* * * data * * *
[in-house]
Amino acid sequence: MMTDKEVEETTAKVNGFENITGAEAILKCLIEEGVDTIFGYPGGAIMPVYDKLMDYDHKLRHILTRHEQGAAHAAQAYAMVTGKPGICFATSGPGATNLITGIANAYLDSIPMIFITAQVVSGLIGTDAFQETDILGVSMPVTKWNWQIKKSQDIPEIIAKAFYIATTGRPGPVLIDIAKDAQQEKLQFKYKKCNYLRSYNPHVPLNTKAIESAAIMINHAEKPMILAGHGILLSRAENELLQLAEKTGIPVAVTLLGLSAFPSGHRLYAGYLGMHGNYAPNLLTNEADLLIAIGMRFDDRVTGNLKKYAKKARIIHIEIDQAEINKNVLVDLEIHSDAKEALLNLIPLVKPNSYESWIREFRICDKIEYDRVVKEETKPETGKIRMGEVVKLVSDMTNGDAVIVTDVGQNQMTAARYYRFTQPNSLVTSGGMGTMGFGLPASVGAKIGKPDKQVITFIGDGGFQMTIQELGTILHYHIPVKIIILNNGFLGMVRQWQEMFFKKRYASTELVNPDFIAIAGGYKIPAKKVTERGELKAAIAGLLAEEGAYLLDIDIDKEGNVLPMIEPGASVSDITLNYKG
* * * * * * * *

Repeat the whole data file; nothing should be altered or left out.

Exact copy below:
[in-house]
Amino acid sequence: MMTDKEVEETTAKVNGFENITGAEAILKCLIEEGVDTIFGYPGGAIMPVYDKLMDYDHKLRHILTRHEQGAAHAAQAYAMVTGKPGICFATSGPGATNLITGIANAYLDSIPMIFITAQVVSGLIGTDAFQETDILGVSMPVTKWNWQIKKSQDIPEIIAKAFYIATTGRPGPVLIDIAKDAQQEKLQFKYKKCNYLRSYNPHVPLNTKAIESAAIMINHAEKPMILAGHGILLSRAENELLQLAEKTGIPVAVTLLGLSAFPSGHRLYAGYLGMHGNYAPNLLTNEADLLIAIGMRFDDRVTGNLKKYAKKARIIHIEIDQAEINKNVLVDLEIHSDAKEALLNLIPLVKPNSYESWIREFRICDKIEYDRVVKEETKPETGKIRMGEVVKLVSDMTNGDAVIVTDVGQNQMTAARYYRFTQPNSLVTSGGMGTMGFGLPASVGAKIGKPDKQVITFIGDGGFQMTIQELGTILHYHIPVKIIILNNGFLGMVRQWQEMFFKKRYASTELVNPDFIAIAGGYKIPAKKVTERGELKAAIAGLLAEEGAYLLDIDIDKEGNVLPMIEPGASVSDITLNYKG